About the Builder:
In 1969, Ivor Arbiter invited Jim Burns to join the Dallas Arbiter organisation, to help develop a new range of guitars to be marketed under the 'Hayman' banner. He accepted and accordingly joined forces with Bob Pearson, an ex-Vox employee. Jim had already formulated some ideas for a new design, as had Bob Pearson, who had also been working on a perspex-body guitar with Beatle, John Lennon. The resultant combination of Jim and Bob's ideas produced a range of instruments with several innovative features and distinctive appearance. The guitar styling, suggestive of a Burns 'Vista Sonic' crossed with a Fender 'Telecaster', was still very 'British'. The designs incorporated many characteristics of the earlier Burns models, so retaining a definite 'family likeness'. In addition, the woodwork was by Jack Golder, with truss-rod design by Norman Holder. Re-An supplied the fittings while the finish was by Derek Adams, these all being links with the previous Burns and Baldwin instruments.
All four models produced were worthy successors to previous Burns instruments, if lacking a little of their predecessor's 'flair' and 'character'. The Hayman range can certainly be classed as 'Burns by another name'.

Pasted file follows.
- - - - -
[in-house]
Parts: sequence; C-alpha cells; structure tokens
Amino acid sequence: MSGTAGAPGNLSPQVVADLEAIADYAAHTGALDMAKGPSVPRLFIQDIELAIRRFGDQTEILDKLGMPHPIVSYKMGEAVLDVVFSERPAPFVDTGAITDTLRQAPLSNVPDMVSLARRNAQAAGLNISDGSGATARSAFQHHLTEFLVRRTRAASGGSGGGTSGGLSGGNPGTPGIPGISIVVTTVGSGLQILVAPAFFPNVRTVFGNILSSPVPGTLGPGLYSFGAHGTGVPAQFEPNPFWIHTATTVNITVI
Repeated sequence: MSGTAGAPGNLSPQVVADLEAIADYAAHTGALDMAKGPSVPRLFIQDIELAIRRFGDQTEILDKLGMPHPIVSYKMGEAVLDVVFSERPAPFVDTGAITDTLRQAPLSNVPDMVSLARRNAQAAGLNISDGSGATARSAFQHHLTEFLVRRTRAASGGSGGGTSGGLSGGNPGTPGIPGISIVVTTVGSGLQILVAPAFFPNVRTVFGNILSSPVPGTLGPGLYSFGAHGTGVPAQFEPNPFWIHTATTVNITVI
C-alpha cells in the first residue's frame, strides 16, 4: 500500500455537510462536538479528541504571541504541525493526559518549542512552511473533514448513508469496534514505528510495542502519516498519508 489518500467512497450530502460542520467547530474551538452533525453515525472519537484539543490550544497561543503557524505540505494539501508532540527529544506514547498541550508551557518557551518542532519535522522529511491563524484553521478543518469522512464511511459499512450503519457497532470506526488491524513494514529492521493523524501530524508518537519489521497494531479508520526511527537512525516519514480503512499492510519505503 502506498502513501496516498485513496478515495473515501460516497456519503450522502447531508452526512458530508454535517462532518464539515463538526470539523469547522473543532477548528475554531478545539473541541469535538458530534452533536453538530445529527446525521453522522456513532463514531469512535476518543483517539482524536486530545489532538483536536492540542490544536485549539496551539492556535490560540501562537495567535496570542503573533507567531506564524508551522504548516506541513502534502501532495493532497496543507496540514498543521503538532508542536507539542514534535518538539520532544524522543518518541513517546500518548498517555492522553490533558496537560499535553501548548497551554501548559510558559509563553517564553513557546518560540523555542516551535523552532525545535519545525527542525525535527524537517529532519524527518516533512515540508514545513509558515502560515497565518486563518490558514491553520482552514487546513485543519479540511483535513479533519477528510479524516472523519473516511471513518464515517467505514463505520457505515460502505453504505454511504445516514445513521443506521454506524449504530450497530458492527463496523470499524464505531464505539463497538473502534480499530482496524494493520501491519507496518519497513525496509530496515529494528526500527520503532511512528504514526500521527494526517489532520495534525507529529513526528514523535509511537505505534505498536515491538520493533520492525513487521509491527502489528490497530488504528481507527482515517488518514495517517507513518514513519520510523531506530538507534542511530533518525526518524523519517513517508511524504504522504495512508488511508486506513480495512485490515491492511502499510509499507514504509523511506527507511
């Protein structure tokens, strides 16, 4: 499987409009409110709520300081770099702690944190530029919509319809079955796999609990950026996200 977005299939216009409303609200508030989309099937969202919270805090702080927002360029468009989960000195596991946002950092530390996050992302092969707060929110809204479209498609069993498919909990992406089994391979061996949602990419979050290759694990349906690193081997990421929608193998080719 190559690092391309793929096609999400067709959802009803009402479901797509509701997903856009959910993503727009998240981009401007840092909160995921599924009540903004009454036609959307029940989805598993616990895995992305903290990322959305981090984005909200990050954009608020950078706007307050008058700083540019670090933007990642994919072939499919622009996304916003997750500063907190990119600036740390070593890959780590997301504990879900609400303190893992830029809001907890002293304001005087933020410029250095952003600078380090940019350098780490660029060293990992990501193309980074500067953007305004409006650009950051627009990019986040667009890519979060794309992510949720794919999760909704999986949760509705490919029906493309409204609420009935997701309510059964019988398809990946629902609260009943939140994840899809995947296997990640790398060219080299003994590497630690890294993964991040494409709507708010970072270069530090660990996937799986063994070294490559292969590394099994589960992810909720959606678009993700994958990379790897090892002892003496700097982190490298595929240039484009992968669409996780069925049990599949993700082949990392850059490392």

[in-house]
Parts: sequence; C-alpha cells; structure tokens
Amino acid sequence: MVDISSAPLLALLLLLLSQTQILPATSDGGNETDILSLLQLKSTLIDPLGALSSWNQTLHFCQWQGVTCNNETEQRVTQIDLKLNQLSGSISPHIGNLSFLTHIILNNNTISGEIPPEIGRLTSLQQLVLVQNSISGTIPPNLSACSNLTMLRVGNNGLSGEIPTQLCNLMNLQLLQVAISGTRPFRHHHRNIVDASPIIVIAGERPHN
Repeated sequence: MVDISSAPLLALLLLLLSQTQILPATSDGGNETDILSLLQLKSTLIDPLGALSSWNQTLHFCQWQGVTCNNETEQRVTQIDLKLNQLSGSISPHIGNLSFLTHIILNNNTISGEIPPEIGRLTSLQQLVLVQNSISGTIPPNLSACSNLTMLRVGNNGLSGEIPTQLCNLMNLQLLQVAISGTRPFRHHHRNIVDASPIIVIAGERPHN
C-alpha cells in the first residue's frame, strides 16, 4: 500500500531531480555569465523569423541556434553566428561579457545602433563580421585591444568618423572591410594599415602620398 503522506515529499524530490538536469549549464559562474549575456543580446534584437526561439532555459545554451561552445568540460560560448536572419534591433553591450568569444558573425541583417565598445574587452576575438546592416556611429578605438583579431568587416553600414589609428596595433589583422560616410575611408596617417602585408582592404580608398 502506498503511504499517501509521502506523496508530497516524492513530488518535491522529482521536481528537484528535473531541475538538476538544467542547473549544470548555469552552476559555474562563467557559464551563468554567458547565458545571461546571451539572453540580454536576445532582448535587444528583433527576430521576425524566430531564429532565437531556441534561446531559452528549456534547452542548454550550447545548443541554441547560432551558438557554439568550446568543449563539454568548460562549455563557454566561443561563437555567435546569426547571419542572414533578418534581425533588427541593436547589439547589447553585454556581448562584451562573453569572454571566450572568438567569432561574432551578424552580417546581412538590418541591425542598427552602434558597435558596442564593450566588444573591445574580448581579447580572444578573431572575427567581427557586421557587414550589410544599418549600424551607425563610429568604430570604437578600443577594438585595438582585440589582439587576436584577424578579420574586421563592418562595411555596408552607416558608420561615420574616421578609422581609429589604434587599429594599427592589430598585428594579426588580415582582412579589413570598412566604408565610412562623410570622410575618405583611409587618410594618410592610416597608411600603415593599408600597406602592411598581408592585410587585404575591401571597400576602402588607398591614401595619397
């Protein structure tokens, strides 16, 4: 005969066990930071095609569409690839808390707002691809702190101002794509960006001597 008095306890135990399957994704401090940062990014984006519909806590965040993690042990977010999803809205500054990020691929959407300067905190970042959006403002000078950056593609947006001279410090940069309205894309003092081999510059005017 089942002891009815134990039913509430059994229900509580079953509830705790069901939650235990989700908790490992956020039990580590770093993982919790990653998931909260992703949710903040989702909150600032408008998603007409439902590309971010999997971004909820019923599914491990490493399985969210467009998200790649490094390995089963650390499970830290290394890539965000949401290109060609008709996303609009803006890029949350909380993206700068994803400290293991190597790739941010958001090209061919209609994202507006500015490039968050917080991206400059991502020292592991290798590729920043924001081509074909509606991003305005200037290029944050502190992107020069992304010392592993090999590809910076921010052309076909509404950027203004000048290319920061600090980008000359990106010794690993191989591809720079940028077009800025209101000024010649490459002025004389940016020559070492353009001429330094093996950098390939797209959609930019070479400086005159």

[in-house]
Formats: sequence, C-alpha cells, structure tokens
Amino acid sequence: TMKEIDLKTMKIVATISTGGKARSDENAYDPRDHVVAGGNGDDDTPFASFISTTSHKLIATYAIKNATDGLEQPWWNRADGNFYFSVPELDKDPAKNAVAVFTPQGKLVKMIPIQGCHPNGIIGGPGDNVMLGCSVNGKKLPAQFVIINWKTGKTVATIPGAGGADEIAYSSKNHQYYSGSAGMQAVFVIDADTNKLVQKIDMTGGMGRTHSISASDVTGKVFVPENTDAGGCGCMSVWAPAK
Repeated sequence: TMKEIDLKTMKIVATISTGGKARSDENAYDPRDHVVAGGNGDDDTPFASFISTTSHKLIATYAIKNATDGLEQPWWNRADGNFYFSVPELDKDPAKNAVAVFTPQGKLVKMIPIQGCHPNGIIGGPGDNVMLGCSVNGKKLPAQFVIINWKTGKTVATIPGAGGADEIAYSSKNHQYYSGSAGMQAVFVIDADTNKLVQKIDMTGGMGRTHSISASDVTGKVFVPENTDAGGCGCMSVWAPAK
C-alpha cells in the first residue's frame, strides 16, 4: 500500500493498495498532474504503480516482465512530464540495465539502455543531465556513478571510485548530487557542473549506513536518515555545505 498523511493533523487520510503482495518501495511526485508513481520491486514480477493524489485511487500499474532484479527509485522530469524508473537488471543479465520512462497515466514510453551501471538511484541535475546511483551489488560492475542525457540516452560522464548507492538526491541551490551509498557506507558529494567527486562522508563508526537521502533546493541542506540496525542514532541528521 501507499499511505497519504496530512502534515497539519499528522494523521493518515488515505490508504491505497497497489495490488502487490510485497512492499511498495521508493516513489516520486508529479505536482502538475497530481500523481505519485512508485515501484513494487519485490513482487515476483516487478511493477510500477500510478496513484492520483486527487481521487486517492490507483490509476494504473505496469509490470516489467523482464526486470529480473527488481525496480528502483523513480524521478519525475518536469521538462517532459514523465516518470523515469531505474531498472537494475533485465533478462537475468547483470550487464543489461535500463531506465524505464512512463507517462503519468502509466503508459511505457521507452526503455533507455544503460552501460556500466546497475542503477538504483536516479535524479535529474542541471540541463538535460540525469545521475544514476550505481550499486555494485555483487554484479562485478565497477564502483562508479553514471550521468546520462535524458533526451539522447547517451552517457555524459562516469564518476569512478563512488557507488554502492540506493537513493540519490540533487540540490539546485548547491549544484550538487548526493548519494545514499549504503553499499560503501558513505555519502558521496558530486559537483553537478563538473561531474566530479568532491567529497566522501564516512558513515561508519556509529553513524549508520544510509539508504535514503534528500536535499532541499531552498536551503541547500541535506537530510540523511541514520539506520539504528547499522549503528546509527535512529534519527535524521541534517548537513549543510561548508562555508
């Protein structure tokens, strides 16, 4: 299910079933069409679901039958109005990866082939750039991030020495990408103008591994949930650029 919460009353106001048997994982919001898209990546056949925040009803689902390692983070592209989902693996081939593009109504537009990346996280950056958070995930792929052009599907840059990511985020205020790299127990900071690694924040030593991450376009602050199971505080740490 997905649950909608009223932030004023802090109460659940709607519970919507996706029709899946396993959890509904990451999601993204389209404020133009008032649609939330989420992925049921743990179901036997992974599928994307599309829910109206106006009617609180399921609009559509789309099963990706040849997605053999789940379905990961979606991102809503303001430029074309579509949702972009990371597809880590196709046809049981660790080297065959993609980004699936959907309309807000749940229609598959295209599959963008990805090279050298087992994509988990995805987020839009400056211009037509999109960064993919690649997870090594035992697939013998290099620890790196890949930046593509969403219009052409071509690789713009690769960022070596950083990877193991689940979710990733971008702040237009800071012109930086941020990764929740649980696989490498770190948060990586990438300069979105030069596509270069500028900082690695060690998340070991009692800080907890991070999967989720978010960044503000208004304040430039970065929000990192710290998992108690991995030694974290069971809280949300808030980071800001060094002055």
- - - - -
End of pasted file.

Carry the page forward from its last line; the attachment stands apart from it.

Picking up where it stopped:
The talented partnership of Jim Burns and Bob Pearson came to an end in September 1971, when Jim decided to leave the Dallas Arbiter company. Bob Pearson continued to develop new ideas and additions to the range, and later versions of the original four models featured the new Re-An humbucker type pick-ups.
However, when Hayman came to an untimely end, Bob joined Jack Golder and Norman Holder, who, left 'high and dry' by the Dallas Arbiter collapse, had decided to 'soldier on' and produce their own 'Shergold' instruments.
Read more in "The Burns Book" by Paul Day.
About the Guitar:
This guitar is quite rare and it came out just before Dallas Arbiter collapsed in 1975.
Nice looking and playable guitar but as beeing a doublecut with the trussrod adjustment through a cavity at the body end and the three pickup configuration needing a large cavity just behind the neck there is not much wood left around the neckpocket. This fragile construction has therefore a not too brilliant sustain.